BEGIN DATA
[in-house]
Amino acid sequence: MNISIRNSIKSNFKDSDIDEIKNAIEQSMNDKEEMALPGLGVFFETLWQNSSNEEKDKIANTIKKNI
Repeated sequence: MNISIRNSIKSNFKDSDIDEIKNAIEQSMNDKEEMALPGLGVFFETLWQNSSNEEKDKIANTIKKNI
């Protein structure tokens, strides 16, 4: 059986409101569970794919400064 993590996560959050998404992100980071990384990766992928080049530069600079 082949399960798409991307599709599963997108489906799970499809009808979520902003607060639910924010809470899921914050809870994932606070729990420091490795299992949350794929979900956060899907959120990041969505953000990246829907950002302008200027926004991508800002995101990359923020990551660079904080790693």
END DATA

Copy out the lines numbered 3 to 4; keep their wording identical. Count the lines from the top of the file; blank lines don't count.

Repeated sequence: MNISIRNSIKSNFKDSDIDEIKNAIEQSMNDKEEMALPGLGVFFETLWQNSSNEEKDKIANTIKKNI
């Protein structure tokens, strides 16, 4: 059986409101569970794919400064 993590996560959050998404992100980071990384990766992928080049530069600079 082949399960798409991307599709599963997108489906799970499809009808979520902003607060639910924010809470899921914050809870994932606070729990420091490795299992949350794929979900956060899907959120990041969505953000990246829907950002302008200027926004991508800002995101990359923020990551660079904080790693």